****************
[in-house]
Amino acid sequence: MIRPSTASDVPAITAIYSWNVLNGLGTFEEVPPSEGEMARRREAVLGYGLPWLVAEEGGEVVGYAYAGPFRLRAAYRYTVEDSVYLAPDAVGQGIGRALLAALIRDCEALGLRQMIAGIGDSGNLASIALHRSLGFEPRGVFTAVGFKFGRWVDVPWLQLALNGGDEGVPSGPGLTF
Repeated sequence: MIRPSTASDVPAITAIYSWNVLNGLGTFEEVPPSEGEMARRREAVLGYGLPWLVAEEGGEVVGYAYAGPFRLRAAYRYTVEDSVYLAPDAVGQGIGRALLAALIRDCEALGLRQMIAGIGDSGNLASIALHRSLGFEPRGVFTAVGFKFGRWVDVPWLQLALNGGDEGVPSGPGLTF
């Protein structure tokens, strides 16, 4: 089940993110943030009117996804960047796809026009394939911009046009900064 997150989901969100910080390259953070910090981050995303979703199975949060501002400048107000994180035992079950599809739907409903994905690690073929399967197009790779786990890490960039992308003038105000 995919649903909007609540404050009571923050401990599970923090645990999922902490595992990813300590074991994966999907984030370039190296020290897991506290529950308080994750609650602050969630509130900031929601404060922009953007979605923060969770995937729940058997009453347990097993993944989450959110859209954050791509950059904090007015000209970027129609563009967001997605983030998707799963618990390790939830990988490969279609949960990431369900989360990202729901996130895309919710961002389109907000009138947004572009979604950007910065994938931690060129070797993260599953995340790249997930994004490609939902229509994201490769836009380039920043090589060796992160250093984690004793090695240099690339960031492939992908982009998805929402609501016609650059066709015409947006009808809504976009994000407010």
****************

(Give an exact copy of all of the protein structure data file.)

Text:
[in-house]
Amino acid sequence: MIRPSTASDVPAITAIYSWNVLNGLGTFEEVPPSEGEMARRREAVLGYGLPWLVAEEGGEVVGYAYAGPFRLRAAYRYTVEDSVYLAPDAVGQGIGRALLAALIRDCEALGLRQMIAGIGDSGNLASIALHRSLGFEPRGVFTAVGFKFGRWVDVPWLQLALNGGDEGVPSGPGLTF
Repeated sequence: MIRPSTASDVPAITAIYSWNVLNGLGTFEEVPPSEGEMARRREAVLGYGLPWLVAEEGGEVVGYAYAGPFRLRAAYRYTVEDSVYLAPDAVGQGIGRALLAALIRDCEALGLRQMIAGIGDSGNLASIALHRSLGFEPRGVFTAVGFKFGRWVDVPWLQLALNGGDEGVPSGPGLTF
């Protein structure tokens, strides 16, 4: 089940993110943030009117996804960047796809026009394939911009046009900064 997150989901969100910080390259953070910090981050995303979703199975949060501002400048107000994180035992079950599809739907409903994905690690073929399967197009790779786990890490960039992308003038105000 995919649903909007609540404050009571923050401990599970923090645990999922902490595992990813300590074991994966999907984030370039190296020290897991506290529950308080994750609650602050969630509130900031929601404060922009953007979605923060969770995937729940058997009453347990097993993944989450959110859209954050791509950059904090007015000209970027129609563009967001997605983030998707799963618990390790939830990988490969279609949960990431369900989360990202729901996130895309919710961002389109907000009138947004572009979604950007910065994938931690060129070797993260599953995340790249997930994004490609939902229509994201490769836009380039920043090589060796992160250093984690004793090695240099690339960031492939992908982009998805929402609501016609650059066709015409947006009808809504976009994000407010």